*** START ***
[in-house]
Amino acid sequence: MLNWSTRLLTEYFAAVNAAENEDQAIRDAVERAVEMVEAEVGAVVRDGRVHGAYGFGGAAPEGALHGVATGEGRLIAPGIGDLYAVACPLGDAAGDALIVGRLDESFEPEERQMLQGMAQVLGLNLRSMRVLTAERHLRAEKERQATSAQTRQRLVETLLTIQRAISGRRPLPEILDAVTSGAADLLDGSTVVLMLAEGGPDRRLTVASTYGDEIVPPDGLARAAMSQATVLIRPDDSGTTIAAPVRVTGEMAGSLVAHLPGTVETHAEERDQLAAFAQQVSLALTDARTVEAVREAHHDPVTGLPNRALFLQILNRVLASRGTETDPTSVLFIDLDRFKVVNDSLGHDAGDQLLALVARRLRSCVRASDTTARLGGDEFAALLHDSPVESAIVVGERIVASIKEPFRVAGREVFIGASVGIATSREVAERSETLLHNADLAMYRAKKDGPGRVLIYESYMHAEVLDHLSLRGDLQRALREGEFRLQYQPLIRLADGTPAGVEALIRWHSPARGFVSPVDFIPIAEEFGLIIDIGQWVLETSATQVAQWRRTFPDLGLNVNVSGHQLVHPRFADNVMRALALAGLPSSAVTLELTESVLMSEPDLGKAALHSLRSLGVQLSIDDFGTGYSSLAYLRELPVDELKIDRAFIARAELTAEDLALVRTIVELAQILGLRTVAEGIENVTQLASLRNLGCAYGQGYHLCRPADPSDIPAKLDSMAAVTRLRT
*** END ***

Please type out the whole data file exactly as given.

[in-house]
Amino acid sequence: MLNWSTRLLTEYFAAVNAAENEDQAIRDAVERAVEMVEAEVGAVVRDGRVHGAYGFGGAAPEGALHGVATGEGRLIAPGIGDLYAVACPLGDAAGDALIVGRLDESFEPEERQMLQGMAQVLGLNLRSMRVLTAERHLRAEKERQATSAQTRQRLVETLLTIQRAISGRRPLPEILDAVTSGAADLLDGSTVVLMLAEGGPDRRLTVASTYGDEIVPPDGLARAAMSQATVLIRPDDSGTTIAAPVRVTGEMAGSLVAHLPGTVETHAEERDQLAAFAQQVSLALTDARTVEAVREAHHDPVTGLPNRALFLQILNRVLASRGTETDPTSVLFIDLDRFKVVNDSLGHDAGDQLLALVARRLRSCVRASDTTARLGGDEFAALLHDSPVESAIVVGERIVASIKEPFRVAGREVFIGASVGIATSREVAERSETLLHNADLAMYRAKKDGPGRVLIYESYMHAEVLDHLSLRGDLQRALREGEFRLQYQPLIRLADGTPAGVEALIRWHSPARGFVSPVDFIPIAEEFGLIIDIGQWVLETSATQVAQWRRTFPDLGLNVNVSGHQLVHPRFADNVMRALALAGLPSSAVTLELTESVLMSEPDLGKAALHSLRSLGVQLSIDDFGTGYSSLAYLRELPVDELKIDRAFIARAELTAEDLALVRTIVELAQILGLRTVAEGIENVTQLASLRNLGCAYGQGYHLCRPADPSDIPAKLDSMAAVTRLRT